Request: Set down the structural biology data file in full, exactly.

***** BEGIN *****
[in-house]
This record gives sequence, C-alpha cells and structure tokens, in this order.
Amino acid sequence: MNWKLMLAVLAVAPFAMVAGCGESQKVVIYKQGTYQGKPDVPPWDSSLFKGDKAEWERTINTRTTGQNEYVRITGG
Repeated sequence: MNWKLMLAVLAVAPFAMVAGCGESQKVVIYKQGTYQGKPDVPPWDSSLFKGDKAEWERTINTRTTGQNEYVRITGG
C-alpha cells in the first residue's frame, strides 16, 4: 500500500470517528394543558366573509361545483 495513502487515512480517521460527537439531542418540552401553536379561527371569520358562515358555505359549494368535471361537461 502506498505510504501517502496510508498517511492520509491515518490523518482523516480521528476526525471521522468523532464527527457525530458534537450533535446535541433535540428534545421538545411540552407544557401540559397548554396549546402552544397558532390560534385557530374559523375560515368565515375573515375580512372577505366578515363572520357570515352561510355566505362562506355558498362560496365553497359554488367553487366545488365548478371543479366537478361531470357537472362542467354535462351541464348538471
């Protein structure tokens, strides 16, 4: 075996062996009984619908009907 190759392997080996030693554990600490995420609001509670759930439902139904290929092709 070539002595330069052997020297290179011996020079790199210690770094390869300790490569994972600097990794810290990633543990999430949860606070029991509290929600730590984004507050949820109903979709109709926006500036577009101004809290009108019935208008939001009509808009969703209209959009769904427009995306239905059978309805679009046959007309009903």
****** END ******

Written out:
[in-house]
This record gives sequence, C-alpha cells and structure tokens, in this order.
Amino acid sequence: MNWKLMLAVLAVAPFAMVAGCGESQKVVIYKQGTYQGKPDVPPWDSSLFKGDKAEWERTINTRTTGQNEYVRITGG
Repeated sequence: MNWKLMLAVLAVAPFAMVAGCGESQKVVIYKQGTYQGKPDVPPWDSSLFKGDKAEWERTINTRTTGQNEYVRITGG
C-alpha cells in the first residue's frame, strides 16, 4: 500500500470517528394543558366573509361545483 495513502487515512480517521460527537439531542418540552401553536379561527371569520358562515358555505359549494368535471361537461 502506498505510504501517502496510508498517511492520509491515518490523518482523516480521528476526525471521522468523532464527527457525530458534537450533535446535541433535540428534545421538545411540552407544557401540559397548554396549546402552544397558532390560534385557530374559523375560515368565515375573515375580512372577505366578515363572520357570515352561510355566505362562506355558498362560496365553497359554488367553487366545488365548478371543479366537478361531470357537472362542467354535462351541464348538471
């Protein structure tokens, strides 16, 4: 075996062996009984619908009907 190759392997080996030693554990600490995420609001509670759930439902139904290929092709 070539002595330069052997020297290179011996020079790199210690770094390869300790490569994972600097990794810290990633543990999430949860606070029991509290929600730590984004507050949820109903979709109709926006500036577009101004809290009108019935208008939001009509808009969703209209959009769904427009995306239905059978309805679009046959007309009903």